Definition of scapegoat in English:
- Like the dogs, the scapegoats were, Strelan argues, central to the purificatory rites of Asia Minor where the churches addressed in Revelation are located.
- Both dogs and scapegoats will be shown to be central in many of the purificatory rituals of Asia Minor where the churches addressed in Revelation are located.
- They might be poor - and society tends to use the poor as scapegoats for the wrong doings of the big hands - but not all bad.
- Labor and Liberal politicians both gain, along with capitalism's ruling class, when workers blame scapegoats for a life of insecurity and want, rather than the government or system.
- But rather than seeing what it is we don't like, as the result of our culture and collective stupidity that gave the automobile so much power, we blame our problems on scapegoats.
verb[with object] Back to top
- The Republicans scapegoated gays to win the election.
- And I said it at the beginning, I felt that these guys were getting scapegoated, and I absolutely stand by that.
- Jesus never scapegoated people who had less power than the majority and never endorsed the human tendency to draw distinctions between in and out groups.
- Example sentences
- The implications are profound, which is precisely why the right-wing scapegoaters are up in arms.
- That is why we will carry on campaigning against the warmongers, privatisers and scapegoaters.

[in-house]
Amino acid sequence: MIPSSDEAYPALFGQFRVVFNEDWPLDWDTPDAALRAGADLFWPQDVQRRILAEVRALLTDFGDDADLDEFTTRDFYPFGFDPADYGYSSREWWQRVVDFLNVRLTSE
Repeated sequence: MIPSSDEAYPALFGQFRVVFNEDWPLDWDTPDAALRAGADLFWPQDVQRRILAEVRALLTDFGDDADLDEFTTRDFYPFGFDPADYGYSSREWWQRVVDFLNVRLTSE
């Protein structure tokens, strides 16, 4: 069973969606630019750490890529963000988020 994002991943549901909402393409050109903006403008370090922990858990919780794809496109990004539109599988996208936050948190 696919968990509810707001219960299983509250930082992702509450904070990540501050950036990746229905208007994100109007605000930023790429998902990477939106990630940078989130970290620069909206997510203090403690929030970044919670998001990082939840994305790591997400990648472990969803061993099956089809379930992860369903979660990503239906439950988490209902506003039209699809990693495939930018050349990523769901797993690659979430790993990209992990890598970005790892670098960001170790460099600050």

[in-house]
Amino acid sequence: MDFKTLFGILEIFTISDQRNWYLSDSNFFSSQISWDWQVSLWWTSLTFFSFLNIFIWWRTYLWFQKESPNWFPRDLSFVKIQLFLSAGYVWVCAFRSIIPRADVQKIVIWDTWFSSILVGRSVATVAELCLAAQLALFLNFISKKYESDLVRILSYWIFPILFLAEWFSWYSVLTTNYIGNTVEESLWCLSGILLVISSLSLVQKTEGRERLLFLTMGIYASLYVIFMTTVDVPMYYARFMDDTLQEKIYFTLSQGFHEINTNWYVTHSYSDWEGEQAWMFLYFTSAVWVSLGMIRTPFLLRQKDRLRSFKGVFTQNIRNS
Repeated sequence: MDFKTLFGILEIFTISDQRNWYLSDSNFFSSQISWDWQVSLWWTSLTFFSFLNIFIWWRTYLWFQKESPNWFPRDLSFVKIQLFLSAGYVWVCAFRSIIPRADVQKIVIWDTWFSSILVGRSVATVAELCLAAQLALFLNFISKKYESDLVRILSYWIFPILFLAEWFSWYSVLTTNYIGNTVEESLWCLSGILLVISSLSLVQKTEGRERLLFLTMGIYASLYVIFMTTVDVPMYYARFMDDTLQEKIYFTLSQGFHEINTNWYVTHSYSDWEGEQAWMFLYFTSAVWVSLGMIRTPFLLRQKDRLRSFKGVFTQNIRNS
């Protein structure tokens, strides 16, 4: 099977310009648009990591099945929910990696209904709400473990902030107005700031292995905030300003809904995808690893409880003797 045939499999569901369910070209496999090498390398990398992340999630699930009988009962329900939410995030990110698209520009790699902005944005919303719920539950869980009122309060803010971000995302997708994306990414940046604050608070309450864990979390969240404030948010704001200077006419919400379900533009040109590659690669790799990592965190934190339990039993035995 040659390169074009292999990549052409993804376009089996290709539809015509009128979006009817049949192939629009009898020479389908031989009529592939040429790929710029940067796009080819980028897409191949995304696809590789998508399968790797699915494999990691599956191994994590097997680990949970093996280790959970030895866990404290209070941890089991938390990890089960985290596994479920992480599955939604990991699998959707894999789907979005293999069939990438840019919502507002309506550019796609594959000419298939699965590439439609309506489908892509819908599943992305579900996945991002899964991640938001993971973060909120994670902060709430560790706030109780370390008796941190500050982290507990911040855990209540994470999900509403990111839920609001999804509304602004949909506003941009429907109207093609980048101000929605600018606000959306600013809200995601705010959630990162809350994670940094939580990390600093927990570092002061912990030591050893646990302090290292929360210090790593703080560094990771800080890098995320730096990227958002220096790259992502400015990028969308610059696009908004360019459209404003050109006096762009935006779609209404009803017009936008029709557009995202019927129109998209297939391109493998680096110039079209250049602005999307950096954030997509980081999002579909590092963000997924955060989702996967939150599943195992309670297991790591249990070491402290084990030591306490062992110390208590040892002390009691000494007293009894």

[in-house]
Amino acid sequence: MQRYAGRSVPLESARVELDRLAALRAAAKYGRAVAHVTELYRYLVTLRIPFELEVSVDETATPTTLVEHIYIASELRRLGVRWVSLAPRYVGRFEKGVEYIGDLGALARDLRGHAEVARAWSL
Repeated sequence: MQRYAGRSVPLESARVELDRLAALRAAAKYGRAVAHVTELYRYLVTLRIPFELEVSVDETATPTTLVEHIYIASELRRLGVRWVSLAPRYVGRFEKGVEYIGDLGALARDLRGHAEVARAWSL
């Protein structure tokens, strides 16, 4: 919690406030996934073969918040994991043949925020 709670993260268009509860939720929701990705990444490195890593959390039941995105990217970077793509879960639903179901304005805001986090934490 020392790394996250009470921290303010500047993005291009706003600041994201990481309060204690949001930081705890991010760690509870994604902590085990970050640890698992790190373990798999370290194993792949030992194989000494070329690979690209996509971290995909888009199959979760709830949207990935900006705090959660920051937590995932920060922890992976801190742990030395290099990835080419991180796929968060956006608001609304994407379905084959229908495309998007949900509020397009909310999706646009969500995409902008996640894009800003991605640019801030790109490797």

- Example sentences
- The sacrifice of the guilty victim through collective violence ends the crisis and founds a new order ordained by the divine. Violence and scapegoating are always present in the mythological definition of the divine itself.
- Elsewhere teaching and public sector unions, along with aid agencies, charities and student groups, have been prominent in challenging the scapegoating of refugees and their children.
- ‘The issue of marriage is not going to go away, and the Republican scapegoating of our community is not going to go away,’ he argued.
Mid 16th century: from archaic scape 'escape' + goat.
In the biblical Book of Leviticus God tells Moses that the Jewish people should take two goats and cast lots to determine their fate—the chief priest is to lay the sins of the people on one before driving it out into the wilderness, while the other is to be sacrificed. The animal driven away is the scapegoat. This was the only context in which the word appeared until the early 19th century, when it extended its meaning to ‘a person who is blamed for the wrongdoings of others’. The first part, scape, is a shortening of escape, as the goat escapes death by sacrifice.
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